Brady Street Haunts

Brady Street is a bustling marketplace that’s quintessentially Milwaukee. From its Italian heritage, to its colorful history, to its current charming renaissance, it’s a lot like the Third Ward, where we currently run a popular haunted history walking tour. Historical notables like typewriter inventor C. Latham Sholes and tannery tycoon George W. Allen once called the area home.

Brady Street also has its share of haunted history. The aforementioned George W. Allen, a well-respected business man was witness to a well-documented poltergeist case in 1874. (Our research suggests that what would become known as the Giddings Poltergeist manifested in Bay View — more on this in a future article.) Possibly the oldest Milwaukee cemetery was also located near the corner of Brady and Humboldt. Some say human remains are still occasionally unearthed in the basements of businesses in this vicinity. Even spooky people once lived on Brady. (And some say this hasn’t changed.) Robert Bloch, author of Psycho and protégé of H.P. Lovecraft once lived in an apartment above Glorioso’s.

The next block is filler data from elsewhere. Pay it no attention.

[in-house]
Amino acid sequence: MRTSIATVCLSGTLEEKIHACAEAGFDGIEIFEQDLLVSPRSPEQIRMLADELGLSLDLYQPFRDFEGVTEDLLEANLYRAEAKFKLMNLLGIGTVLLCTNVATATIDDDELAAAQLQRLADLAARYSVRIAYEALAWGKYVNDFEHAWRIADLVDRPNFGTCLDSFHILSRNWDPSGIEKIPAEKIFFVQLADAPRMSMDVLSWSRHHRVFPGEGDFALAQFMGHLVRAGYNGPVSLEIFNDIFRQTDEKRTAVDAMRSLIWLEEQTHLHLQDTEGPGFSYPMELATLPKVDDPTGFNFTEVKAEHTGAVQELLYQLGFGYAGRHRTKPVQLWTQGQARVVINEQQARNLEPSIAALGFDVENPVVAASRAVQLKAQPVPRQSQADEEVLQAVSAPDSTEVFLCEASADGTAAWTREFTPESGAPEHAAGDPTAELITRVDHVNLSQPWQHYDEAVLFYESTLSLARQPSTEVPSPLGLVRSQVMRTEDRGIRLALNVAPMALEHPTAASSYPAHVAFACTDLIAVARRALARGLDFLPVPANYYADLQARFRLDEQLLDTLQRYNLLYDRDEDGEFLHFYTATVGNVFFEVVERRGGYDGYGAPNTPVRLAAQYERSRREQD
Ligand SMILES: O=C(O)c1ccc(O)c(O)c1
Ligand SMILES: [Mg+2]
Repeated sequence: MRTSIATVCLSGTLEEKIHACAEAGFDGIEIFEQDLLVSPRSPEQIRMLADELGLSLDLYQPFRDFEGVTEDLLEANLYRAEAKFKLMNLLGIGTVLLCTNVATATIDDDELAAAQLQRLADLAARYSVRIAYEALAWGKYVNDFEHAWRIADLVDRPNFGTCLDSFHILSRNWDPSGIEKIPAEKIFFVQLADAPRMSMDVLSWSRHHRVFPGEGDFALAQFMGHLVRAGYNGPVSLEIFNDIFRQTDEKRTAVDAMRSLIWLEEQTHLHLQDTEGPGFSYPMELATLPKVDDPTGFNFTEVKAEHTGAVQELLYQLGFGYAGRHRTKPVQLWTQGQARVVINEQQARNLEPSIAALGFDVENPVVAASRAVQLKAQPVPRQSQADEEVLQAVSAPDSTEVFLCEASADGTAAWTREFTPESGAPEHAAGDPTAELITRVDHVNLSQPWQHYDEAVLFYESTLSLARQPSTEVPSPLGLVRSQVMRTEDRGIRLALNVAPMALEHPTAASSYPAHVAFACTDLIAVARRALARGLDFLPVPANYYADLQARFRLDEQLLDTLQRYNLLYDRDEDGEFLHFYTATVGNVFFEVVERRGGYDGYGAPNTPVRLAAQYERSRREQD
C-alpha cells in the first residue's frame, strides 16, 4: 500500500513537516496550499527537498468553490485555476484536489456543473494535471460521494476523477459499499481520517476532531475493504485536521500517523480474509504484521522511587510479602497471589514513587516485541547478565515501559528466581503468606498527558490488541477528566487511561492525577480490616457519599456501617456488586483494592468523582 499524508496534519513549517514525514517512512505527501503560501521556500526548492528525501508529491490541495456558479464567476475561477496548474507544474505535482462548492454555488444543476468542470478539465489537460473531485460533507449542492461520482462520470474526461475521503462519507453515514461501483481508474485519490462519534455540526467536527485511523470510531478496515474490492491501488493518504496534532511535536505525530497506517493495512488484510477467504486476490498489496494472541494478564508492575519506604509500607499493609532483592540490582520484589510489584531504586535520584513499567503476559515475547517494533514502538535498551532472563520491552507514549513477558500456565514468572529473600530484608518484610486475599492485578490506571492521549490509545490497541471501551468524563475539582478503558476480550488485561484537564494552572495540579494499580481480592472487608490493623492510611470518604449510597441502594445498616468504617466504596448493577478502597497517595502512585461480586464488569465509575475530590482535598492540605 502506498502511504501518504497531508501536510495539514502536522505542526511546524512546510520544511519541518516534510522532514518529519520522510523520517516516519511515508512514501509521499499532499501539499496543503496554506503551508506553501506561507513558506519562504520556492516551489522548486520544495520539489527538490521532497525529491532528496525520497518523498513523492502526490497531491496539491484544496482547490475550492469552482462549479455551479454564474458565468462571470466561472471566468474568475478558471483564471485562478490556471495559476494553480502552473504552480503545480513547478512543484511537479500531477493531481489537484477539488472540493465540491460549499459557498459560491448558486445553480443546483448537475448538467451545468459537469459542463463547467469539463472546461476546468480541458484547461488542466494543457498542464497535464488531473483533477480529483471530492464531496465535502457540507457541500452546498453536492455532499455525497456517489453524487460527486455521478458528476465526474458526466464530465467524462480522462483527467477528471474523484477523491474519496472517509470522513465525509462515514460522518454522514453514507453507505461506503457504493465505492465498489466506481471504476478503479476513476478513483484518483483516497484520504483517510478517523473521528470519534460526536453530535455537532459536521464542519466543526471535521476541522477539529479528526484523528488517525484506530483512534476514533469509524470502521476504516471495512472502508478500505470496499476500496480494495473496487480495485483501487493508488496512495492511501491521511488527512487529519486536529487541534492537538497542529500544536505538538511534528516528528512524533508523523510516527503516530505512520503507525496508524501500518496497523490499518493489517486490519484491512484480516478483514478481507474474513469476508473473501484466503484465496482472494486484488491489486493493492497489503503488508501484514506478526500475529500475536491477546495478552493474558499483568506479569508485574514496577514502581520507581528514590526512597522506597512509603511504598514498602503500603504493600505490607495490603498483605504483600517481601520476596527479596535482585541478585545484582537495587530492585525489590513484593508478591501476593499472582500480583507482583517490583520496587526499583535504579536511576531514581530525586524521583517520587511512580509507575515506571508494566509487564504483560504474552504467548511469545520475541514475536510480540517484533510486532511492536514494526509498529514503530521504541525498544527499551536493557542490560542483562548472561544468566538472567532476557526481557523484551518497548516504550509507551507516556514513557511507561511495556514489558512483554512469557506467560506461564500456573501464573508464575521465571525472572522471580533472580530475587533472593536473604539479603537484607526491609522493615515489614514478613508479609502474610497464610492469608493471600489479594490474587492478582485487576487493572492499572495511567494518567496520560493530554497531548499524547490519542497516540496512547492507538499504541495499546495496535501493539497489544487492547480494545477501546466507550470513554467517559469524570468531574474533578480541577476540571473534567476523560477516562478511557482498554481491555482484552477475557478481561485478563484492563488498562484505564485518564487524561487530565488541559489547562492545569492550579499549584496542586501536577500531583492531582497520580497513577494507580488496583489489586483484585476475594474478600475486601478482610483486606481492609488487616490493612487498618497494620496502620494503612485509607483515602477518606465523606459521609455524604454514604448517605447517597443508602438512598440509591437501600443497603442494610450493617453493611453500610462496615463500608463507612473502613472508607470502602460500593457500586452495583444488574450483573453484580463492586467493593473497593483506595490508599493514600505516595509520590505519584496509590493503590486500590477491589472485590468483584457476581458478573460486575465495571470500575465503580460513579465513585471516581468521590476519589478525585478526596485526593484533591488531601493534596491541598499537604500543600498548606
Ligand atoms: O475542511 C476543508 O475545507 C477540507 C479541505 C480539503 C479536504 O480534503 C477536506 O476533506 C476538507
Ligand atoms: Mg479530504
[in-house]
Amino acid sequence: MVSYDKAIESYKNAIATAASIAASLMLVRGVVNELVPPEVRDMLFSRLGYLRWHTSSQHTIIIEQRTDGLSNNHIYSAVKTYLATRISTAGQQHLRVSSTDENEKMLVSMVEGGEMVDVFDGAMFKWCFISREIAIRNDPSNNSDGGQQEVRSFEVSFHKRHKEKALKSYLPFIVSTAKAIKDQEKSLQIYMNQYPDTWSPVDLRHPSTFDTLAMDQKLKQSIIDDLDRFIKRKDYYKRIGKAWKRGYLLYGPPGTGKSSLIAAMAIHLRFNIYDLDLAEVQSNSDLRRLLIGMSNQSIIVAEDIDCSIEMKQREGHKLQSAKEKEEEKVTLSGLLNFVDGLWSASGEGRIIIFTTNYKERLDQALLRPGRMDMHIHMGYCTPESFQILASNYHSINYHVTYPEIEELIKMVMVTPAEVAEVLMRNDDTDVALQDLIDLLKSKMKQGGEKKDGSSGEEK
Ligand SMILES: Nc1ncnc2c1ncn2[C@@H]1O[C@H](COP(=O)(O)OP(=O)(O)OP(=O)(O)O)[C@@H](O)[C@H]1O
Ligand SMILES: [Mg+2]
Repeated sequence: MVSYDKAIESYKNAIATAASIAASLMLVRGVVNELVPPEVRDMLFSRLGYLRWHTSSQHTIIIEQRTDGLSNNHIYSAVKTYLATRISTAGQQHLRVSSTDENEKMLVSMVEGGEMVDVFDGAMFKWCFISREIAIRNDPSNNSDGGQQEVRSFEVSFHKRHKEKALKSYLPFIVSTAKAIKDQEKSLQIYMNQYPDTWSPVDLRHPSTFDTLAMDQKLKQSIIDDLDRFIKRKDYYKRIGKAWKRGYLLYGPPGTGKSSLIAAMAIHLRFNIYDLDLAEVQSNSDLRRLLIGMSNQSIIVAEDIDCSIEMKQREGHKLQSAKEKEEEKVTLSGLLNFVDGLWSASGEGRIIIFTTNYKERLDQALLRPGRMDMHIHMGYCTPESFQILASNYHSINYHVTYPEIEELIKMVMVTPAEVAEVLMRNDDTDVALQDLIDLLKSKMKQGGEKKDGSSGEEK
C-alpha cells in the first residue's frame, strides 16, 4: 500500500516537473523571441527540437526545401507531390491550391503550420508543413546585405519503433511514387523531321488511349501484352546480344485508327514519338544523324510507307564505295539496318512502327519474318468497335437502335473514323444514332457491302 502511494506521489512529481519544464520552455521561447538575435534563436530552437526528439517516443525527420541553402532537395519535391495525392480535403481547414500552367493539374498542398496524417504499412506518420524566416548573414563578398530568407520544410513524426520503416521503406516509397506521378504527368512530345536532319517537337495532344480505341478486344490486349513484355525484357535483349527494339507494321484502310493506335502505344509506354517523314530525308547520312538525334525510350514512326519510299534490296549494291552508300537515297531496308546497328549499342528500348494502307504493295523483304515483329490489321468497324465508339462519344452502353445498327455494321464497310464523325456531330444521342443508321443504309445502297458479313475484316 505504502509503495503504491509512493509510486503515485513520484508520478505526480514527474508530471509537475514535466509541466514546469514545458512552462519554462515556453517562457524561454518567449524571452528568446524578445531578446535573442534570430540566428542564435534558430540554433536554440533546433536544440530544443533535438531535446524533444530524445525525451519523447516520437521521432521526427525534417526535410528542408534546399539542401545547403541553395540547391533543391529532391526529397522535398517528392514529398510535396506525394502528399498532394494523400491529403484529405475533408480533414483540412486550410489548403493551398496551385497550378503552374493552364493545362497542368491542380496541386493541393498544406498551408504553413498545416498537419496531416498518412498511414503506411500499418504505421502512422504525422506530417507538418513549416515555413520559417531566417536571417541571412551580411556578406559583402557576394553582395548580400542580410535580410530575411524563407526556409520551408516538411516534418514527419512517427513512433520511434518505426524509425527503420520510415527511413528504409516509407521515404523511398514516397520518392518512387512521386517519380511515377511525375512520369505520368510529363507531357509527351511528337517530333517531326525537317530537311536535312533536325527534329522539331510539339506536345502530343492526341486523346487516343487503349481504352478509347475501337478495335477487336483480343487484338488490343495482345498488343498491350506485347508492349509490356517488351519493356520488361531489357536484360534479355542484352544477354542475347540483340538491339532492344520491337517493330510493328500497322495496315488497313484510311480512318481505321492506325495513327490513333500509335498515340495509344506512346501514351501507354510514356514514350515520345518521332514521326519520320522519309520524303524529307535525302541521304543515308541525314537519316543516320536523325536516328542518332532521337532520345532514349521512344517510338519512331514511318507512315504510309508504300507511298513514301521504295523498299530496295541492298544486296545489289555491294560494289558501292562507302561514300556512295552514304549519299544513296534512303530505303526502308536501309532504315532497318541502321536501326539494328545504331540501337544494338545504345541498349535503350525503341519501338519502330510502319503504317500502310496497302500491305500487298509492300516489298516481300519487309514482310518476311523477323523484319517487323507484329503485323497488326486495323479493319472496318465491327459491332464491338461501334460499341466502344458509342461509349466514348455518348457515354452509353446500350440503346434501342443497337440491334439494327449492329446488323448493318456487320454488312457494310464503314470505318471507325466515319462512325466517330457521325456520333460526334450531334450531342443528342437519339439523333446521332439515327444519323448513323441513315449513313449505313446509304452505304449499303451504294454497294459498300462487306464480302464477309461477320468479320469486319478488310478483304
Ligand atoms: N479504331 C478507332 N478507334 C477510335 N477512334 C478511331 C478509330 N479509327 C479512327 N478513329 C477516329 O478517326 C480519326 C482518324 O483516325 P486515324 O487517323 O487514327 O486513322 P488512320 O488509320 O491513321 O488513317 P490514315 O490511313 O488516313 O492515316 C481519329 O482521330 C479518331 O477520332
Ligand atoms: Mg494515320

Brady Street is fertile ground for a haunted history walking tour. With your help, we could deliver one in no time. You supply the tips, we will investigate. The first tantalizing leads have begun to flow in. Rumors of a ghost girl who haunts the nearby Trocadero have come to our attention. Reports about the neighboring First Unitarian Society of Milwaukee could make a ghost tour story. Plus one article discovered today is extremely promising.

A 1999 Milwaukee Journal obituary of Maggie Hoyt, a famous WWII DJ who moved to Milwaukee after the war, recounts an unusual story. One of the properties she owned was haunted. According to the article, (sometime between 1975 and her death in 1999) the three tenants of this Victorian home just north of Brady Street independently reported hearing a disembodied female voice talking and humming. Later Hoyt participated in a séance during which one of the tenants observed a woman in turn-of-the-century attire emerging from a third-floor closet. Any further information about this haunting or any others on or near Brady Street could help make a haunted history tour there in 2010 a reality. If you have a tip for us, send it our way on the double. We are psyched for a Brady Street tour! Please email with your contact information.


~ by mkeghosts on May 10, 2010.

2 Responses to “Brady Street Haunts”

  1. There’s one Brady Street haunt that comes up on most of the lists – The Tamarack Waldorf School. It’s a beautiful, huge old building.

    • a close friend of mine used to work there at the tamarack waldorf… i know he told me he experienced some things there… wish i had asked more questions but he isn’t hard to contact…

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